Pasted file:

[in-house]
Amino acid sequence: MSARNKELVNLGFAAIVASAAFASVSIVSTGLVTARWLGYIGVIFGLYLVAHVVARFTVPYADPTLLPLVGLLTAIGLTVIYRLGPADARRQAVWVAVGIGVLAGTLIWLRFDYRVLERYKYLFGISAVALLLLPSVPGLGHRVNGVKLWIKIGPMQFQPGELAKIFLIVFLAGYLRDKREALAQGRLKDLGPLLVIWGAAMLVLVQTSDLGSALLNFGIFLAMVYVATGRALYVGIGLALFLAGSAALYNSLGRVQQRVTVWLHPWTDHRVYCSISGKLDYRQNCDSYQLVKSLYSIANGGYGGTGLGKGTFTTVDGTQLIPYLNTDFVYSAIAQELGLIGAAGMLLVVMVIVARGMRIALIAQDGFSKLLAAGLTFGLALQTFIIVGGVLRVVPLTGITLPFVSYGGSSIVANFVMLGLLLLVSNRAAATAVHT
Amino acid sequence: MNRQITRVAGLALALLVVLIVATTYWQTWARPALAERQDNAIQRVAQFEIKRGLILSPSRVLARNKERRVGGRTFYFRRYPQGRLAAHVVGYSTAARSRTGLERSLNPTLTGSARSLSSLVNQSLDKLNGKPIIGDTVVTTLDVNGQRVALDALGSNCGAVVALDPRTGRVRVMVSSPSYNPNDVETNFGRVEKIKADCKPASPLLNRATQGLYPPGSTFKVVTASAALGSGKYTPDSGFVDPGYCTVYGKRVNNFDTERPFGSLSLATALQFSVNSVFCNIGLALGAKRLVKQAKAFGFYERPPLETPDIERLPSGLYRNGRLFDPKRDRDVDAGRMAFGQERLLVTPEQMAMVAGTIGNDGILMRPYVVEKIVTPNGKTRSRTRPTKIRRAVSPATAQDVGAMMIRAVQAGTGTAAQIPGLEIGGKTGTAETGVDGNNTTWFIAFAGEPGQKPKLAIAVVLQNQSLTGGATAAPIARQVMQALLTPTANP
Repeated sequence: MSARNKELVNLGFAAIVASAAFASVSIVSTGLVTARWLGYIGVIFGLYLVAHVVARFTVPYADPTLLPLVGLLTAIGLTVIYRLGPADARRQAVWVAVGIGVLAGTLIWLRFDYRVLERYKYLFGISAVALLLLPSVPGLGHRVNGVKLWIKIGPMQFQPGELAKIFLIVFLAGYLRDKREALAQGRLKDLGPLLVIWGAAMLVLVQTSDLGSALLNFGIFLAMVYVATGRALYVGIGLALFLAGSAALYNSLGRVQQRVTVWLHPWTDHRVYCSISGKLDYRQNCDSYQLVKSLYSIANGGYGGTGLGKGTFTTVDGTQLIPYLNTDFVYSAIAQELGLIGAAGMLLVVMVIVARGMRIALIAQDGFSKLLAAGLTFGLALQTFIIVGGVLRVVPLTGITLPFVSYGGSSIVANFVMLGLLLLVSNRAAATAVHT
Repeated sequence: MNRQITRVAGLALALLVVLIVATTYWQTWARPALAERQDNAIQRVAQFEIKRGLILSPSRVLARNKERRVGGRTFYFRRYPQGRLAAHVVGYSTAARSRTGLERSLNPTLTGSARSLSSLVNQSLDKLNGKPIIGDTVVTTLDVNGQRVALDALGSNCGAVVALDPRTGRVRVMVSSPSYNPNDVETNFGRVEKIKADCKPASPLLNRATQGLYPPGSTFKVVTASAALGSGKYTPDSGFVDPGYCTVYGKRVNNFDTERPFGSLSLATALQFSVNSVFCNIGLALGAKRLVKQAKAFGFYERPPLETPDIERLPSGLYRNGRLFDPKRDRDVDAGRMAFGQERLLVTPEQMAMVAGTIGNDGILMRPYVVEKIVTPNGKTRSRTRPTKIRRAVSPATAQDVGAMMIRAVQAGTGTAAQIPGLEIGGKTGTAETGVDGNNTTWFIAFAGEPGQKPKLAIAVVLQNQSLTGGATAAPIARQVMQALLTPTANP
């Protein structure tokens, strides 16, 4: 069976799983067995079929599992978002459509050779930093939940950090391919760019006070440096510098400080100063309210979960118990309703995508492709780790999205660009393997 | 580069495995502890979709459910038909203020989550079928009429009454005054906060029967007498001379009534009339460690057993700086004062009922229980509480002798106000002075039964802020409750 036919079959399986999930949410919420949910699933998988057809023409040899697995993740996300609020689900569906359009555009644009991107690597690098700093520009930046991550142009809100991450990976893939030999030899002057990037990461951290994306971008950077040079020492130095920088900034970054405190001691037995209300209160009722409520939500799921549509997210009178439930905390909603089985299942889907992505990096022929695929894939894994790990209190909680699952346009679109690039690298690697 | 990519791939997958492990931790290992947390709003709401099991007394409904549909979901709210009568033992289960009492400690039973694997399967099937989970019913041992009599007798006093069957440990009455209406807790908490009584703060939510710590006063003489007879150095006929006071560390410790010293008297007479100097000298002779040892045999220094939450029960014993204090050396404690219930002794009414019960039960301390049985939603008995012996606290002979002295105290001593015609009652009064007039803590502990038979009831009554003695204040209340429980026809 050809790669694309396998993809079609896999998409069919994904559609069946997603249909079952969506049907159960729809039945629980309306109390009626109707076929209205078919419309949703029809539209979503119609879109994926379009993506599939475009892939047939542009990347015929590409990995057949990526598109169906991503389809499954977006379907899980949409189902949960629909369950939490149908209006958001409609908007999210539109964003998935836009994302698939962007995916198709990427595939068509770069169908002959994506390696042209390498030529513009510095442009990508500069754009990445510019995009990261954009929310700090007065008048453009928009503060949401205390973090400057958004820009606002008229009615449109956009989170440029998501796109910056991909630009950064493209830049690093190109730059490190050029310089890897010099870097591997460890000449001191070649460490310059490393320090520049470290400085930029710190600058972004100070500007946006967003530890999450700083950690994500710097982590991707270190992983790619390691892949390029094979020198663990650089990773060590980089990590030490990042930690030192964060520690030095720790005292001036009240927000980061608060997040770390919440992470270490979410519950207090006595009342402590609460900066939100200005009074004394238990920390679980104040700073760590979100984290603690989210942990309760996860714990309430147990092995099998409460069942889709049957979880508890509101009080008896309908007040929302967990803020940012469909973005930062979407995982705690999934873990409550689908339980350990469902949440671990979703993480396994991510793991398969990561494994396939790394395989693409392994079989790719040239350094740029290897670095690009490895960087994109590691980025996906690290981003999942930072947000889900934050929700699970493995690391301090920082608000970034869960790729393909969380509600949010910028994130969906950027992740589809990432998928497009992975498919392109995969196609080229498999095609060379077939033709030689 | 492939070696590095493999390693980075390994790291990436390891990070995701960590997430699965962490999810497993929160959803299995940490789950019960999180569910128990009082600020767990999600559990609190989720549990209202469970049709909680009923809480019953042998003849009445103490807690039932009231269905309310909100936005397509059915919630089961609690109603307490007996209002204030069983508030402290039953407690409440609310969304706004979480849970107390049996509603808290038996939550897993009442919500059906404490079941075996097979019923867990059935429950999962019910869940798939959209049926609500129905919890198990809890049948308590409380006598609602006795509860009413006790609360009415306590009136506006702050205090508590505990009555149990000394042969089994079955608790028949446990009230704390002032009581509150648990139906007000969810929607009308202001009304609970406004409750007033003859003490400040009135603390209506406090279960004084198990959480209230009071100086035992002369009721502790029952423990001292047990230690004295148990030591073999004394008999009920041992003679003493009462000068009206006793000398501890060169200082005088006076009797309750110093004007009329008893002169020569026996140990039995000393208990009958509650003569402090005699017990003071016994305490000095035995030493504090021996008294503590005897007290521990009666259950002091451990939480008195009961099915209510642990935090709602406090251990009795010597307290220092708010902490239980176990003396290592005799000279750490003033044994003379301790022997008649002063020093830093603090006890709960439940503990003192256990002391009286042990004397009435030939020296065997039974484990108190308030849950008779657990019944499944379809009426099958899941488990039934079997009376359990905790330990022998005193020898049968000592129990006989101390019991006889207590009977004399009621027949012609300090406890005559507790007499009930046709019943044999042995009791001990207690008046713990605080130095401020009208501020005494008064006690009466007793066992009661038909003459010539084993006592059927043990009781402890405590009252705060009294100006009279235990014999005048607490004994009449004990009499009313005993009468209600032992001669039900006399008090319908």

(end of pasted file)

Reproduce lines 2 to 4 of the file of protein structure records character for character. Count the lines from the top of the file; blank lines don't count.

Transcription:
Amino acid sequence: MSARNKELVNLGFAAIVASAAFASVSIVSTGLVTARWLGYIGVIFGLYLVAHVVARFTVPYADPTLLPLVGLLTAIGLTVIYRLGPADARRQAVWVAVGIGVLAGTLIWLRFDYRVLERYKYLFGISAVALLLLPSVPGLGHRVNGVKLWIKIGPMQFQPGELAKIFLIVFLAGYLRDKREALAQGRLKDLGPLLVIWGAAMLVLVQTSDLGSALLNFGIFLAMVYVATGRALYVGIGLALFLAGSAALYNSLGRVQQRVTVWLHPWTDHRVYCSISGKLDYRQNCDSYQLVKSLYSIANGGYGGTGLGKGTFTTVDGTQLIPYLNTDFVYSAIAQELGLIGAAGMLLVVMVIVARGMRIALIAQDGFSKLLAAGLTFGLALQTFIIVGGVLRVVPLTGITLPFVSYGGSSIVANFVMLGLLLLVSNRAAATAVHT
Amino acid sequence: MNRQITRVAGLALALLVVLIVATTYWQTWARPALAERQDNAIQRVAQFEIKRGLILSPSRVLARNKERRVGGRTFYFRRYPQGRLAAHVVGYSTAARSRTGLERSLNPTLTGSARSLSSLVNQSLDKLNGKPIIGDTVVTTLDVNGQRVALDALGSNCGAVVALDPRTGRVRVMVSSPSYNPNDVETNFGRVEKIKADCKPASPLLNRATQGLYPPGSTFKVVTASAALGSGKYTPDSGFVDPGYCTVYGKRVNNFDTERPFGSLSLATALQFSVNSVFCNIGLALGAKRLVKQAKAFGFYERPPLETPDIERLPSGLYRNGRLFDPKRDRDVDAGRMAFGQERLLVTPEQMAMVAGTIGNDGILMRPYVVEKIVTPNGKTRSRTRPTKIRRAVSPATAQDVGAMMIRAVQAGTGTAAQIPGLEIGGKTGTAETGVDGNNTTWFIAFAGEPGQKPKLAIAVVLQNQSLTGGATAAPIARQVMQALLTPTANP
Repeated sequence: MSARNKELVNLGFAAIVASAAFASVSIVSTGLVTARWLGYIGVIFGLYLVAHVVARFTVPYADPTLLPLVGLLTAIGLTVIYRLGPADARRQAVWVAVGIGVLAGTLIWLRFDYRVLERYKYLFGISAVALLLLPSVPGLGHRVNGVKLWIKIGPMQFQPGELAKIFLIVFLAGYLRDKREALAQGRLKDLGPLLVIWGAAMLVLVQTSDLGSALLNFGIFLAMVYVATGRALYVGIGLALFLAGSAALYNSLGRVQQRVTVWLHPWTDHRVYCSISGKLDYRQNCDSYQLVKSLYSIANGGYGGTGLGKGTFTTVDGTQLIPYLNTDFVYSAIAQELGLIGAAGMLLVVMVIVARGMRIALIAQDGFSKLLAAGLTFGLALQTFIIVGGVLRVVPLTGITLPFVSYGGSSIVANFVMLGLLLLVSNRAAATAVHT